(C) A family with a head of household who meets all of the criteria in subparagraph (A) of this paragraph, including a family whose composition has fluctuated while the head of household has been homeless.

(7) “Client” means an individual or family seeking, receiving, or eligible for services from a program covered by § 4-754.01.

(7A) "Collaborative applicant" means the entity designated to apply for federal Continuum of Care planning funds.

(8) “Continuum of Care” means the comprehensive system of services for individuals and families who are homeless or at risk of homelessness and designed to serve clients based on their individual level of need. The Continuum of Care may include crisis intervention, outreach and assessment services, shelter, transitional housing, permanent housing programs, and supportive services.

(8A) "Continuum of Care Governance Board" means the board established to act on behalf of organizations and agencies in the District that provide services within the Continuum of Care, including nonprofit homeless providers, victim service providers, faith-based organizations, government agencies, businesses, advocates, public housing agencies, school districts, social service providers, mental health agencies, hospitals, universities, affordable housing developers, law enforcement, and organizations that serve homeless and formerly homeless veterans and homeless and formerly homeless people, for the purposes of operating the Continuum of Care Program pursuant to 24 C.F.R. Part 578.

(9) “Crisis intervention” means assistance to prevent individuals and families from becoming homeless, which may include, but need not be limited to, cash assistance for security deposits, rent or mortgage payments, utility assistance, credit counseling, mediation with landlords, and supportive services.

(10) “Culturally competent” means the ability of a provider to deliver or ensure access to services in a manner that effectively responds to the languages, values, and practices present in the various cultures of its clients so the provider can respond to the individual needs of each client.

(11) “Day program” means a facility that provides open access to structured activities during set hours of the day to meet the supportive services needs of individuals and families who are homeless or at risk of homelessness.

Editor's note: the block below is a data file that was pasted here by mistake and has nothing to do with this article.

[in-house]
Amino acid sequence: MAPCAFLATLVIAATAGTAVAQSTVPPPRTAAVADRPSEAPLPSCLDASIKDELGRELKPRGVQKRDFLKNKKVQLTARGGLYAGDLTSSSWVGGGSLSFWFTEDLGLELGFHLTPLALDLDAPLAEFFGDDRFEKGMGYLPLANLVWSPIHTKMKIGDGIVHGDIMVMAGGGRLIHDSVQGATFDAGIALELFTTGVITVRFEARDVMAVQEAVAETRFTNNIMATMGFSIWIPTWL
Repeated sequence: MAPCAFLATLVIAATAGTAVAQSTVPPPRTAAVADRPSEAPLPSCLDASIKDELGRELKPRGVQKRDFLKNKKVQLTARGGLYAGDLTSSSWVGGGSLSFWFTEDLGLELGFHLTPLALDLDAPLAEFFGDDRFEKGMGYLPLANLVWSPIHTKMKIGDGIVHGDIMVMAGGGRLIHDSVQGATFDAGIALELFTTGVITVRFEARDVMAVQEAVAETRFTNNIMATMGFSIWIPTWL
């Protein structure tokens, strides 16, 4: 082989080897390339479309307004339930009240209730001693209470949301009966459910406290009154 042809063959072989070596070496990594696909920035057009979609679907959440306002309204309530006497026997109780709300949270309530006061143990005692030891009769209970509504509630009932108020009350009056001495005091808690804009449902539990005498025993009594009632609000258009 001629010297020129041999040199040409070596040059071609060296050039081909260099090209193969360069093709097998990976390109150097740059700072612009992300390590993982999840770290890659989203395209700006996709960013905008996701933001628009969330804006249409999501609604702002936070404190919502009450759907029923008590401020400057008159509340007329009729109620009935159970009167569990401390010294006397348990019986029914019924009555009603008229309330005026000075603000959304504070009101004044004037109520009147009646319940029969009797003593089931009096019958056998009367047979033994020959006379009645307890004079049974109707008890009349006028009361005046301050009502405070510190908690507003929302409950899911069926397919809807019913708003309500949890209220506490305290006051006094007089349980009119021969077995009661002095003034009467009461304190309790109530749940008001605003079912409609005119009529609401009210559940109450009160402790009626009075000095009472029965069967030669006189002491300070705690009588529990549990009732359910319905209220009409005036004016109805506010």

(11A) “DC General Family Shelter replacement unit” means a private room that includes space to store and refrigerate food and is constructed by or at the request of the District for the purpose of sheltering a homeless family.

(12) “Department” means the Department of Human Services.

(13) “District” means the District of Columbia government, its agents, or its designees.

(13A) "Domestic violence" shall have the same meaning as "intrafamily offense", as defined in§ 16-1001(8).

(14) “Drop-in center” means a facility that delivers supportive services that may include food, clothing, showers, medical services, and employment services.

(15) “Drug” means a controlled substance as defined in § 48-901.02(4), or the Controlled Substances Act of 1970, approved October 27, 1970 (84 Stat. 1242; 21 U.S.C. § 801 et seq.).

(16) “Family” means:

(A) A group of individuals with at least one minor or dependent child, regardless of blood relationship, age, or marriage, whose history and statements reasonably tend to demonstrate that they intend to remain together as a family unit; or

(B) A pregnant woman in her third trimester.

(17) “Group home” means a housing unit with:

(A) Sleeping quarters that may be shared;

(B) Shared cooking and bathroom facilities; and

(C) Other basic necessities to enable individuals or families to prepare and consume meals.

(17A) “Gender identity or expression” shall have the same meaning as provided in § 2-1401.02(12A).

(18) "Homeless" means:

(A) An individual or family that lacks a fixed, regular, and adequate nighttime residence, meaning:

(i) An individual or family with a primary nighttime residence that is a public or private place not designed for or ordinarily used as a regular sleeping accommodation for human beings, including a car, park, abandoned building, bus or train station, airport, or camping ground;

(ii) An individual or family living in a supervised publicly or privately operated housing facility designated to provide temporary living arrangements, including shelters, transitional housing, and hotels and motels paid for by charitable organizations or by federal, state, or local government programs for low-income individuals; or

(iii) An individual who is exiting an institution where he or she resided for 180 days or less and who resided in a shelter or place not meant for human habitation immediately before entering that institution;

(B) An individual or family who has lost or will imminently lose their primary nighttime residence, if:

(i) The primary nighttime residence will be lost within 14 days of the date of application for homeless assistance or has already been lost;

(ii) No subsequent residence has been identified; and

(iii) The individual or family lacks the resources or support networks, such as family, friends, and faith-based or other social networks, needed to obtain other permanent housing;

(C) An unaccompanied youth, who:

(i) Has not had a lease, ownership interest, or occupancy agreement in permanent housing at any time during the 60 days immediately preceding the date of application for homeless assistance;

(ii) Has experienced persistent instability as measured by 2 moves of housing accommodations or more during the 60-day period immediately preceding the date of applying for homeless assistance; and